So Long Zynga: Mobile continues to eat up PC social gaming’s audience


Travel back three years, and Facebook was the inevitable future of the video game industry. Big publishers like Electronic Arts and rising stars like Zynga were positioning themselves to grow fat on advertising revenue and microtransactions built by keeping Facebook users glued to their PCs, eyes-open on a browser window portraying an image of their happy little farm. As evidenced by Zynga’s implosion, though, social gaming on PCs is already old news, a sick market with less and less opportunity for creators to make a buck. Social gaming isn’t dead, it’s just moving. Just like they’re doing to the PC market, mobile devices are eating up the social gaming business. What’s more, mobile social gaming’s impact on core game publishers is growing by the day.

Research firm Cowen & Company compiled sales and traffic for social gaming companies on mobile devices and PC. They found that while certain publishers are staking claims on specific mobile platforms, all are pulling social gaming business away from PCs.

“We continue to believe that evidence suggests demand for PC-based casual social gaming is eroding due to the increased availability of casual gaming on mobile devices,” analyst Doug Creutz told GamesIndustry International.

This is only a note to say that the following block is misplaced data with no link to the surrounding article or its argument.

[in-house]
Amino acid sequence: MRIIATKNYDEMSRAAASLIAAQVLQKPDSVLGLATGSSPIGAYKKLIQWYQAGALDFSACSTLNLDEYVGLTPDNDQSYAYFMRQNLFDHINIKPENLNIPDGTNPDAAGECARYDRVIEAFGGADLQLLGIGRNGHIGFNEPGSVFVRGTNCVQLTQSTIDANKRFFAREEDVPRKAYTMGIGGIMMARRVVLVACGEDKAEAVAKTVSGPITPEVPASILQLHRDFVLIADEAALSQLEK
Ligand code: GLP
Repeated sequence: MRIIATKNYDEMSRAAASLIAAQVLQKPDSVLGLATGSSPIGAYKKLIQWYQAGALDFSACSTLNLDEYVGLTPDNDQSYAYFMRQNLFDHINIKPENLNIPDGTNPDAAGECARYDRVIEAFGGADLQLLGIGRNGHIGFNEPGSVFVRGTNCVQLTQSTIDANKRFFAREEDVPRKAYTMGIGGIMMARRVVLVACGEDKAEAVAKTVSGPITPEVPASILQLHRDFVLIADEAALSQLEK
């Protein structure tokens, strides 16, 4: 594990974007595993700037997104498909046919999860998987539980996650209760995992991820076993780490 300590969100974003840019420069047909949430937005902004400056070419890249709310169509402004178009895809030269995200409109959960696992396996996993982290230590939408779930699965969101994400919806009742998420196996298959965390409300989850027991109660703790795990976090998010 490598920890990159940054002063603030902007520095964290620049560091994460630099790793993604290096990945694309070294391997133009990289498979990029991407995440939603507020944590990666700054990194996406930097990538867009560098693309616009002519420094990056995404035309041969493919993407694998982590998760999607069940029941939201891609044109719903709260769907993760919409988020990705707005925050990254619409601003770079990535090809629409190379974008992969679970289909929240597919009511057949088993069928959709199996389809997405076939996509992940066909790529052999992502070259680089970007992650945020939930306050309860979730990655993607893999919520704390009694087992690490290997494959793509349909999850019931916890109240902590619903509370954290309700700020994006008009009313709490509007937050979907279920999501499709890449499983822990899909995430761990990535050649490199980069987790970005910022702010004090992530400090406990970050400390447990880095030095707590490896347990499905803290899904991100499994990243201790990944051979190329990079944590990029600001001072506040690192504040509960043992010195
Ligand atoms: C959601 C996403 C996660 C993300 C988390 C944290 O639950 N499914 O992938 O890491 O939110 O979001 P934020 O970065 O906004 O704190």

DeNA, publisher of Rage of Bahamut, and its competitor Gree dominated Android charts, with 30 percent of the top 20 games published by one or the other. While Clash of Clans publisher Supercell led the iOS charts, Electronic Arts filled both the iPad and iPhone top 20 lists with games like FIFA 13 and Bejeweled Blitz.

Zynga’s titles like The Ville slid down the charts, though FarmVille 2 still managed to snatch up 6.5 million daily active users.

This shift is already having a significant effect on core gaming brands, not just the casual market that’s been social game publishers’ main source of business. The aforementioned Gree is developing a number of games in series more closely associated with consoles. Konami announced it had partnered with Gree for Metal Gear Solid: Social Ops, a mobile social game, at Tokyo Game Show. Gree has also produced the games for Square-Enix, including Emperor’s Saga, Demon’s Score, Nirvana of Genesis, and the upcoming Galaxy Dungeon. Disney partnered with Gree’s main competitor DeNA earlier this year to produce mobile games like Avengers Alliance.

Social games: Not the future expected, but still a major part of the video game industry’s future.


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